#13 North Carolina: The Tar Heels have an amazing defense, as long as they are all eligible. They don’t have a great one at quarterback and their offense was anemic from a year ago when they went 8-5. I think a strong case could be made to have Iowa ranked higher than UNC…and while they are steadfast that their rankings are based on the here and now and not projections, how can you say they should be ranked ahead of Iowa based upon the criteria laid out above? Not to mention they pick the Heels to go 6-6.

#6 Wisconsin: As my on air partner Steve Deace has said numerous times, the Iowa Hawkeyes have flat stolen Wisconsin’s manhood the past two years. Wisconsin has big time question marks on defense, too. Iowa beat the Badgers 20-10 in Madison last year and the game is in Kinnick this time around.

#5 Oklahoma: This team went 8-5 last year, saw three of the first four picks in the 2010 NFL draft come from their roster, they return just five starters on defense, yet RIGHT NOW, they are the #5 team in the nation? It’s OK to think that, but if you do, you are doing a great deal of PROJECTING…just as you are with…

#4 Florida: A team that lost the house on both sides of the ball and arguably one of the greatest players in college football history who was also a quarterback. To say that Florida, right now, is the 4th best team in the nation has everything to do with projections and historical performance and very little to do with the here and now. Then there is this…

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#3 Georgia: What? When I hit Deace with this live on the air on 8/11, you should have seen the shocked look on his face. He got up and walked out of the studio for a few minutes to collect his thoughts and not break any FCC rules. No joke.

Few programs have had as many off the field issues this off season than the Bulldogs. Then there is this line from their Georgia preview: Key to the Season: Turnover margin. Georgia, with enough talent and speed to hang around with anyone in the SEC, forced two fumbles and picked off ten passes, while the offense gave it away 28 times. Alright, so takeaways aren’t necessarily indicative of success.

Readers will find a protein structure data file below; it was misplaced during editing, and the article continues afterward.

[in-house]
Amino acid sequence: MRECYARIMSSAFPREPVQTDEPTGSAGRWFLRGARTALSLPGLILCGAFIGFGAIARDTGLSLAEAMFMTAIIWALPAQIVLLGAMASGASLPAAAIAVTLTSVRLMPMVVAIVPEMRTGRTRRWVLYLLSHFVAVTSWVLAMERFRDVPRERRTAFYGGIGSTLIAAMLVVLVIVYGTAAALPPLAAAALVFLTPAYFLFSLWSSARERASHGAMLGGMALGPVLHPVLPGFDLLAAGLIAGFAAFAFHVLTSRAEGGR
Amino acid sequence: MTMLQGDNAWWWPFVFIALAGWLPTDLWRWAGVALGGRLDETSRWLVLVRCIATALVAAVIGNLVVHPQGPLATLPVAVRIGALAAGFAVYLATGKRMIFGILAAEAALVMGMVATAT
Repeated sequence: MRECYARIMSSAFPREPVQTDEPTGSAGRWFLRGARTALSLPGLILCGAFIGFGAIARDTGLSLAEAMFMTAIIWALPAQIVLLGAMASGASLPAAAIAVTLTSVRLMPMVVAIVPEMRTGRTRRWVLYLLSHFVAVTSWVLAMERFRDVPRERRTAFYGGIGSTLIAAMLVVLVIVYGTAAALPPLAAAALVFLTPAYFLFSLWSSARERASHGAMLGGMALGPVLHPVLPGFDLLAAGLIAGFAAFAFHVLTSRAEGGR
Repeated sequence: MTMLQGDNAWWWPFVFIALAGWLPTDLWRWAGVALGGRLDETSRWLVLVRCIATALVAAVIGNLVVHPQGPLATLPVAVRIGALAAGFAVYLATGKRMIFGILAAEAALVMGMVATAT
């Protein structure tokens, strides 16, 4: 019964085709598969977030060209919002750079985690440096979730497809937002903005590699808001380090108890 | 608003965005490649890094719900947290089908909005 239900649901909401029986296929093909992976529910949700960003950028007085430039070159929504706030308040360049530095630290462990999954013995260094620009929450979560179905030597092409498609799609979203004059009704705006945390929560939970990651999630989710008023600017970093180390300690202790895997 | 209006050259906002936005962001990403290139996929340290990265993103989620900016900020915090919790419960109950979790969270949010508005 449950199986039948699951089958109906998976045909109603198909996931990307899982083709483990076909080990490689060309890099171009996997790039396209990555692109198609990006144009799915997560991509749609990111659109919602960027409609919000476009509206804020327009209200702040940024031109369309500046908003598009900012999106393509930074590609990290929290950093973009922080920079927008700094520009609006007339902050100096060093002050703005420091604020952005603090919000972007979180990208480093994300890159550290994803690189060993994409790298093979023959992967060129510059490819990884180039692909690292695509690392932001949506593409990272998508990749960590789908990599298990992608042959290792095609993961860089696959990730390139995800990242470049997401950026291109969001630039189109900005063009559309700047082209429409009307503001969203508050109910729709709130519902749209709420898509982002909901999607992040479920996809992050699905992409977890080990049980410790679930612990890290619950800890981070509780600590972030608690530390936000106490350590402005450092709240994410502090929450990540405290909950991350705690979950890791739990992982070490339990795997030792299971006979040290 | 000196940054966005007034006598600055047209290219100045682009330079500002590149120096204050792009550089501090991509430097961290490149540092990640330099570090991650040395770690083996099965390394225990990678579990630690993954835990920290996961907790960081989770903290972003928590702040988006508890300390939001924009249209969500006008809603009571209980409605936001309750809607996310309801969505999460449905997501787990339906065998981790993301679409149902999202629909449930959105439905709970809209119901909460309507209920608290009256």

How in the world can you say that? Turnovers are arguably the most important factor in football at any level. Of the six BCS conference teams that finished in the Top 10 nationally in takeaways last year, four of them were in BCS bowl games and three were winners in those games (Ohio State, Alabama, Boise State, Texas) with two of them playing for the national championship. Takeaways are very much indicative of success. Nothing is an absolute rule, but if your defense produces a high number of turnovers, the odds are very likely you are going to have a successful season. Success can be a relative term, too.

Northwestern was one of the best teams in the nation at producing takeaways, and they played in the Outback Bowl and won 8 games. Relative to their history, that was a very successful season. Iowa was in the Top 20, and they won 11 games, a great year.

Some may think this is sour grapes, but I can assure you it’s not. I don’t begrudge Fuitak and his gang for doing what they love to do, and in the end it’s just another preseason poll no better or worse than the rest because they are all just fun fodder this time of year.

But a lot of people read that website and I find it intellectual dishonest to construct a poll like that with such caveats of it being about the here and now and not based on projections, when most of the teams ranked in the Top 20 in your poll have quite a bit of projecting going on. It’s like waving in a crowd and saying look at me, and once they do, they see you’re wearing a 30 year old Skynard concert t-shirt to Sunday mass.

That, and I guess the real football season can’t get here soon enough.